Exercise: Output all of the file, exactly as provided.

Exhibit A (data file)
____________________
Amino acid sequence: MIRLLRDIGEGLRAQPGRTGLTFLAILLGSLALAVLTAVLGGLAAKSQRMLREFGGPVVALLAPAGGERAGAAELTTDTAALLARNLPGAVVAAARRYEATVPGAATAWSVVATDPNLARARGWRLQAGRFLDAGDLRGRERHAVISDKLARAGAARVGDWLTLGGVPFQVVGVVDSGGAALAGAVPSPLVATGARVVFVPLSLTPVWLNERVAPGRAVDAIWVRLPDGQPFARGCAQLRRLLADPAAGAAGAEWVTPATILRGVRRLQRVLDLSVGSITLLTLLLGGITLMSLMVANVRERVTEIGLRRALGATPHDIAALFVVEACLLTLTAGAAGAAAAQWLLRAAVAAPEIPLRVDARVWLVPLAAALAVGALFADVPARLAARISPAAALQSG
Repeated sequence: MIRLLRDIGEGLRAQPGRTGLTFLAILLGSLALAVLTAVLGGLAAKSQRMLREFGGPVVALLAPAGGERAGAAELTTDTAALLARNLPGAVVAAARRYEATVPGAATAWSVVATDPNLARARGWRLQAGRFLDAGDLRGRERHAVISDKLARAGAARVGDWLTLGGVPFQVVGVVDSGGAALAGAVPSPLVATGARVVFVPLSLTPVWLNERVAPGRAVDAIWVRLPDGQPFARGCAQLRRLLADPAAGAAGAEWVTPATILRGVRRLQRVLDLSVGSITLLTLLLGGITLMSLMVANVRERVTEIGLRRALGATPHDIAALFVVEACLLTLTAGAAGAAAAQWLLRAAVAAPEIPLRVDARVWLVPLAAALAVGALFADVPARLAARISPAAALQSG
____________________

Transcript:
Amino acid sequence: MIRLLRDIGEGLRAQPGRTGLTFLAILLGSLALAVLTAVLGGLAAKSQRMLREFGGPVVALLAPAGGERAGAAELTTDTAALLARNLPGAVVAAARRYEATVPGAATAWSVVATDPNLARARGWRLQAGRFLDAGDLRGRERHAVISDKLARAGAARVGDWLTLGGVPFQVVGVVDSGGAALAGAVPSPLVATGARVVFVPLSLTPVWLNERVAPGRAVDAIWVRLPDGQPFARGCAQLRRLLADPAAGAAGAEWVTPATILRGVRRLQRVLDLSVGSITLLTLLLGGITLMSLMVANVRERVTEIGLRRALGATPHDIAALFVVEACLLTLTAGAAGAAAAQWLLRAAVAAPEIPLRVDARVWLVPLAAALAVGALFADVPARLAARISPAAALQSG
Repeated sequence: MIRLLRDIGEGLRAQPGRTGLTFLAILLGSLALAVLTAVLGGLAAKSQRMLREFGGPVVALLAPAGGERAGAAELTTDTAALLARNLPGAVVAAARRYEATVPGAATAWSVVATDPNLARARGWRLQAGRFLDAGDLRGRERHAVISDKLARAGAARVGDWLTLGGVPFQVVGVVDSGGAALAGAVPSPLVATGARVVFVPLSLTPVWLNERVAPGRAVDAIWVRLPDGQPFARGCAQLRRLLADPAAGAAGAEWVTPATILRGVRRLQRVLDLSVGSITLLTLLLGGITLMSLMVANVRERVTEIGLRRALGATPHDIAALFVVEACLLTLTAGAAGAAAAQWLLRAAVAAPEIPLRVDARVWLVPLAAALAVGALFADVPARLAARISPAAALQSG